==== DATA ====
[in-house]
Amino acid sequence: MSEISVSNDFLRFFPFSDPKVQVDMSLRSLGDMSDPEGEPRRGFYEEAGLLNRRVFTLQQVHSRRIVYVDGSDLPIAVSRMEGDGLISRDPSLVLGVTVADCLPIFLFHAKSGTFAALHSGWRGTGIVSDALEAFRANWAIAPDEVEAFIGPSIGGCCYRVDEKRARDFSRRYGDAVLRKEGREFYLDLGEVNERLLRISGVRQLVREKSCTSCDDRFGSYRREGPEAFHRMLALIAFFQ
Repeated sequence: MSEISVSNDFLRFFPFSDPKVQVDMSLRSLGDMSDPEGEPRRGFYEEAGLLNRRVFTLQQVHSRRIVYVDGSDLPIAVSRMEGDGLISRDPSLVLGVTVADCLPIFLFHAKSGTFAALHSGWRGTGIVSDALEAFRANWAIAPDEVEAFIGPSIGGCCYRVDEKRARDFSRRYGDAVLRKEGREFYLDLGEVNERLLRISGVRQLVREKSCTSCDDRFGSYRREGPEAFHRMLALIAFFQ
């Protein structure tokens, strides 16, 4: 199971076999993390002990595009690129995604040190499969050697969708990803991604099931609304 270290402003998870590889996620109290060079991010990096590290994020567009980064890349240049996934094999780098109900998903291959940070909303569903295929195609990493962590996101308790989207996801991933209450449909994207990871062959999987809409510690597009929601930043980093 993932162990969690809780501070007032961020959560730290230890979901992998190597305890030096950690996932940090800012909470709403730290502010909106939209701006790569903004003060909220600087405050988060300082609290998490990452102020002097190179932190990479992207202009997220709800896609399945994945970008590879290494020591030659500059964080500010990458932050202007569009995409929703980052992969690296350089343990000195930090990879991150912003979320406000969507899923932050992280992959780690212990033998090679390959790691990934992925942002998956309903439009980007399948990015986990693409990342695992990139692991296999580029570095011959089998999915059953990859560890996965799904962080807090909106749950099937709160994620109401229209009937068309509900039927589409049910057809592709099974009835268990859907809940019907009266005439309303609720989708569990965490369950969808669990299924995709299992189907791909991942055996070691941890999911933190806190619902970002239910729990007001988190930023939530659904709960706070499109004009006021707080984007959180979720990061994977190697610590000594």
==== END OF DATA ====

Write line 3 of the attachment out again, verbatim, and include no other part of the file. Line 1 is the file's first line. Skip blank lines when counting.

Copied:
Repeated sequence: MSEISVSNDFLRFFPFSDPKVQVDMSLRSLGDMSDPEGEPRRGFYEEAGLLNRRVFTLQQVHSRRIVYVDGSDLPIAVSRMEGDGLISRDPSLVLGVTVADCLPIFLFHAKSGTFAALHSGWRGTGIVSDALEAFRANWAIAPDEVEAFIGPSIGGCCYRVDEKRARDFSRRYGDAVLRKEGREFYLDLGEVNERLLRISGVRQLVREKSCTSCDDRFGSYRREGPEAFHRMLALIAFFQ